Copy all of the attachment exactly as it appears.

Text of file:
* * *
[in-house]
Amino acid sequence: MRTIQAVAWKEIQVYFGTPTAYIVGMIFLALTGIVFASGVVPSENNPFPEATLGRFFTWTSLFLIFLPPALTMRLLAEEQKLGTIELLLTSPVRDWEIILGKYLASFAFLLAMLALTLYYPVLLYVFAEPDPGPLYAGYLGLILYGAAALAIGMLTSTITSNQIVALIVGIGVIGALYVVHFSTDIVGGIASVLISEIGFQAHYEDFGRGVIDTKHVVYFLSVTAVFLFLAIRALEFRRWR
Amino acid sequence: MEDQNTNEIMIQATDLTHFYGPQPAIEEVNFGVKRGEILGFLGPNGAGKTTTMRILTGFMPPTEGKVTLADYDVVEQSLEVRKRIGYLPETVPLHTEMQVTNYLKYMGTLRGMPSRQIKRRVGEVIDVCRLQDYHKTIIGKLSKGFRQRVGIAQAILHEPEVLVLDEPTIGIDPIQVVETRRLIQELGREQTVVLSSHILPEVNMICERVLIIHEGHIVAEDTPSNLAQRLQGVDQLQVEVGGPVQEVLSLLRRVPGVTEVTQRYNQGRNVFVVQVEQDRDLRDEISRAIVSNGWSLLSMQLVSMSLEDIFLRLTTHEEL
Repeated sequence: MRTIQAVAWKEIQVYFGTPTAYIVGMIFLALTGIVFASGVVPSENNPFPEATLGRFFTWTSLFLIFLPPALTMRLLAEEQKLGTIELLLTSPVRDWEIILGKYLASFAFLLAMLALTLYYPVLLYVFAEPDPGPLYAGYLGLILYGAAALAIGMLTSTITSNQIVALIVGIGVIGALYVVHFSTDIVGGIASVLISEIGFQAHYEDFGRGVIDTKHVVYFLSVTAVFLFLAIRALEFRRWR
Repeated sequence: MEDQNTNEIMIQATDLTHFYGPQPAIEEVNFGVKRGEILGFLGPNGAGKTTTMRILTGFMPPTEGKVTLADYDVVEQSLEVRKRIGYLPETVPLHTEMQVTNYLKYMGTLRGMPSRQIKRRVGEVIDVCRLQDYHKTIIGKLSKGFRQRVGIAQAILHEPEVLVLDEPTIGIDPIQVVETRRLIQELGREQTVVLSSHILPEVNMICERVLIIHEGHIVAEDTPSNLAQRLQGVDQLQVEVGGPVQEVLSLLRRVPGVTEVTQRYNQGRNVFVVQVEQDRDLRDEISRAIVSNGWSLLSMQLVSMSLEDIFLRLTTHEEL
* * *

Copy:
[in-house]
Amino acid sequence: MRTIQAVAWKEIQVYFGTPTAYIVGMIFLALTGIVFASGVVPSENNPFPEATLGRFFTWTSLFLIFLPPALTMRLLAEEQKLGTIELLLTSPVRDWEIILGKYLASFAFLLAMLALTLYYPVLLYVFAEPDPGPLYAGYLGLILYGAAALAIGMLTSTITSNQIVALIVGIGVIGALYVVHFSTDIVGGIASVLISEIGFQAHYEDFGRGVIDTKHVVYFLSVTAVFLFLAIRALEFRRWR
Amino acid sequence: MEDQNTNEIMIQATDLTHFYGPQPAIEEVNFGVKRGEILGFLGPNGAGKTTTMRILTGFMPPTEGKVTLADYDVVEQSLEVRKRIGYLPETVPLHTEMQVTNYLKYMGTLRGMPSRQIKRRVGEVIDVCRLQDYHKTIIGKLSKGFRQRVGIAQAILHEPEVLVLDEPTIGIDPIQVVETRRLIQELGREQTVVLSSHILPEVNMICERVLIIHEGHIVAEDTPSNLAQRLQGVDQLQVEVGGPVQEVLSLLRRVPGVTEVTQRYNQGRNVFVVQVEQDRDLRDEISRAIVSNGWSLLSMQLVSMSLEDIFLRLTTHEEL
Repeated sequence: MRTIQAVAWKEIQVYFGTPTAYIVGMIFLALTGIVFASGVVPSENNPFPEATLGRFFTWTSLFLIFLPPALTMRLLAEEQKLGTIELLLTSPVRDWEIILGKYLASFAFLLAMLALTLYYPVLLYVFAEPDPGPLYAGYLGLILYGAAALAIGMLTSTITSNQIVALIVGIGVIGALYVVHFSTDIVGGIASVLISEIGFQAHYEDFGRGVIDTKHVVYFLSVTAVFLFLAIRALEFRRWR
Repeated sequence: MEDQNTNEIMIQATDLTHFYGPQPAIEEVNFGVKRGEILGFLGPNGAGKTTTMRILTGFMPPTEGKVTLADYDVVEQSLEVRKRIGYLPETVPLHTEMQVTNYLKYMGTLRGMPSRQIKRRVGEVIDVCRLQDYHKTIIGKLSKGFRQRVGIAQAILHEPEVLVLDEPTIGIDPIQVVETRRLIQELGREQTVVLSSHILPEVNMICERVLIIHEGHIVAEDTPSNLAQRLQGVDQLQVEVGGPVQEVLSLLRRVPGVTEVTQRYNQGRNVFVVQVEQDRDLRDEISRAIVSNGWSLLSMQLVSMSLEDIFLRLTTHEEL